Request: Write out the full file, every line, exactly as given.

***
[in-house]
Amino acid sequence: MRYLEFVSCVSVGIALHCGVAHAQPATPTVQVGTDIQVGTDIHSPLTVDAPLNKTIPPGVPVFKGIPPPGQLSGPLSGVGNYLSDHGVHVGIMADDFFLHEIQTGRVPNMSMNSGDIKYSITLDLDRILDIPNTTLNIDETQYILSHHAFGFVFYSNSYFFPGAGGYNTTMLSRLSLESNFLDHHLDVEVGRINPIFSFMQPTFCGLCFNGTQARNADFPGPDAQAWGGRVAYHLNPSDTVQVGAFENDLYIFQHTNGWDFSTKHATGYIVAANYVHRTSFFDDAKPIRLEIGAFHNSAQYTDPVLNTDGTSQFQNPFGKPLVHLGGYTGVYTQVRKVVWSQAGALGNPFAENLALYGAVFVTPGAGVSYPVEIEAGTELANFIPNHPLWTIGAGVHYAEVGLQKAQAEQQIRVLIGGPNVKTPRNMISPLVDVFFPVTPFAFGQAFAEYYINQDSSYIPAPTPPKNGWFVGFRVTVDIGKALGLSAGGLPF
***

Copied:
[in-house]
Amino acid sequence: MRYLEFVSCVSVGIALHCGVAHAQPATPTVQVGTDIQVGTDIHSPLTVDAPLNKTIPPGVPVFKGIPPPGQLSGPLSGVGNYLSDHGVHVGIMADDFFLHEIQTGRVPNMSMNSGDIKYSITLDLDRILDIPNTTLNIDETQYILSHHAFGFVFYSNSYFFPGAGGYNTTMLSRLSLESNFLDHHLDVEVGRINPIFSFMQPTFCGLCFNGTQARNADFPGPDAQAWGGRVAYHLNPSDTVQVGAFENDLYIFQHTNGWDFSTKHATGYIVAANYVHRTSFFDDAKPIRLEIGAFHNSAQYTDPVLNTDGTSQFQNPFGKPLVHLGGYTGVYTQVRKVVWSQAGALGNPFAENLALYGAVFVTPGAGVSYPVEIEAGTELANFIPNHPLWTIGAGVHYAEVGLQKAQAEQQIRVLIGGPNVKTPRNMISPLVDVFFPVTPFAFGQAFAEYYINQDSSYIPAPTPPKNGWFVGFRVTVDIGKALGLSAGGLPF